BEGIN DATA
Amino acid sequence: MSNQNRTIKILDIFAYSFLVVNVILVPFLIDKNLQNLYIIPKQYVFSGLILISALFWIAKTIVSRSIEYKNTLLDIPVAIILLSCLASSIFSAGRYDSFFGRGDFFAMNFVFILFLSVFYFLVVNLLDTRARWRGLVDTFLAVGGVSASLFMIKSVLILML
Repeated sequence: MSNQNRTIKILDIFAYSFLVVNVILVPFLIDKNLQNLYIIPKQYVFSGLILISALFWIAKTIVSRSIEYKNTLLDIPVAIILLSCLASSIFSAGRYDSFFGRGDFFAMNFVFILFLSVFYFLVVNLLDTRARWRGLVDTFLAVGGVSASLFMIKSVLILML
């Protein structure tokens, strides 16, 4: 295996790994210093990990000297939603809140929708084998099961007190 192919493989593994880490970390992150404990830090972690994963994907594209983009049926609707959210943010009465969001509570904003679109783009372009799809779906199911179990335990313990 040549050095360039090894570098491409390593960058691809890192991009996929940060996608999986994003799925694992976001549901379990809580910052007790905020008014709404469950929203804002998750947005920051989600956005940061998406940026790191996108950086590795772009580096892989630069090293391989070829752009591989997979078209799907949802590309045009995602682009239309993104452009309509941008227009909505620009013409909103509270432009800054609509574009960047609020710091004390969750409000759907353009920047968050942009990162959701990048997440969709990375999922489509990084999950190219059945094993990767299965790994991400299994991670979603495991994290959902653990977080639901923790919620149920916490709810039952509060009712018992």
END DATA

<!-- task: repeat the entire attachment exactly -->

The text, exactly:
Amino acid sequence: MSNQNRTIKILDIFAYSFLVVNVILVPFLIDKNLQNLYIIPKQYVFSGLILISALFWIAKTIVSRSIEYKNTLLDIPVAIILLSCLASSIFSAGRYDSFFGRGDFFAMNFVFILFLSVFYFLVVNLLDTRARWRGLVDTFLAVGGVSASLFMIKSVLILML
Repeated sequence: MSNQNRTIKILDIFAYSFLVVNVILVPFLIDKNLQNLYIIPKQYVFSGLILISALFWIAKTIVSRSIEYKNTLLDIPVAIILLSCLASSIFSAGRYDSFFGRGDFFAMNFVFILFLSVFYFLVVNLLDTRARWRGLVDTFLAVGGVSASLFMIKSVLILML
């Protein structure tokens, strides 16, 4: 295996790994210093990990000297939603809140929708084998099961007190 192919493989593994880490970390992150404990830090972690994963994907594209983009049926609707959210943010009465969001509570904003679109783009372009799809779906199911179990335990313990 040549050095360039090894570098491409390593960058691809890192991009996929940060996608999986994003799925694992976001549901379990809580910052007790905020008014709404469950929203804002998750947005920051989600956005940061998406940026790191996108950086590795772009580096892989630069090293391989070829752009591989997979078209799907949802590309045009995602682009239309993104452009309509941008227009909505620009013409909103509270432009800054609509574009960047609020710091004390969750409000759907353009920047968050942009990162959701990048997440969709990375999922489509990084999950190219059945094993990767299965790994991400299994991670979603495991994290959902653990977080639901923790919620149920916490709810039952509060009712018992």